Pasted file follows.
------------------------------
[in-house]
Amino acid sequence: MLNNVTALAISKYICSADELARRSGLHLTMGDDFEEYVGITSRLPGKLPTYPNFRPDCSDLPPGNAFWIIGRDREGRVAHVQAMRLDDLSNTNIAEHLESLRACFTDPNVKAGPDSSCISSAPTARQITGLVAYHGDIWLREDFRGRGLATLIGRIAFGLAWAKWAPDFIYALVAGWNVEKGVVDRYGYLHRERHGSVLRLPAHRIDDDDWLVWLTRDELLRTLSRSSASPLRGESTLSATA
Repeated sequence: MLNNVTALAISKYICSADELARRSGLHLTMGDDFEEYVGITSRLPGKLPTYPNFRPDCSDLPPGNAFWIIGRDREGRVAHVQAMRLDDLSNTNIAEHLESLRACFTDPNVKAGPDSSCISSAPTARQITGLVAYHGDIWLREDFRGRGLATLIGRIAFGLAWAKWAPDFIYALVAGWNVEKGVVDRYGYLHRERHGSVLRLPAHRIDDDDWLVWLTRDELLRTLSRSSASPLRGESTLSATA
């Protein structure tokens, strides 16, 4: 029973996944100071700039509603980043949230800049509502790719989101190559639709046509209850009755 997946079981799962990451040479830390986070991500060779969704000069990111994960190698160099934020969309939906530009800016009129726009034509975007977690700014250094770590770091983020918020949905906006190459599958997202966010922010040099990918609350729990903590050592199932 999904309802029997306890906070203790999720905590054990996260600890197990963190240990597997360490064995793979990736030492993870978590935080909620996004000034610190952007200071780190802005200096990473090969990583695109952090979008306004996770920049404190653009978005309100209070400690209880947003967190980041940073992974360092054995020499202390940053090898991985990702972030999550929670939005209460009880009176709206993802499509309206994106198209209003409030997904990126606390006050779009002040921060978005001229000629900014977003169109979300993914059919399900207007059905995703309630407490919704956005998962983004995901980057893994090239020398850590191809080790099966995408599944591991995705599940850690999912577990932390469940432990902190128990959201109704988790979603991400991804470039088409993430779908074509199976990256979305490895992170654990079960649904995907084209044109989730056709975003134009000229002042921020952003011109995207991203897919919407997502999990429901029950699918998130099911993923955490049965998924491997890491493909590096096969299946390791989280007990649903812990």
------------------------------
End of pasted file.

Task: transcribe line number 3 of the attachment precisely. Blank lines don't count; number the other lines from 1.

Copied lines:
Repeated sequence: MLNNVTALAISKYICSADELARRSGLHLTMGDDFEEYVGITSRLPGKLPTYPNFRPDCSDLPPGNAFWIIGRDREGRVAHVQAMRLDDLSNTNIAEHLESLRACFTDPNVKAGPDSSCISSAPTARQITGLVAYHGDIWLREDFRGRGLATLIGRIAFGLAWAKWAPDFIYALVAGWNVEKGVVDRYGYLHRERHGSVLRLPAHRIDDDDWLVWLTRDELLRTLSRSSASPLRGESTLSATA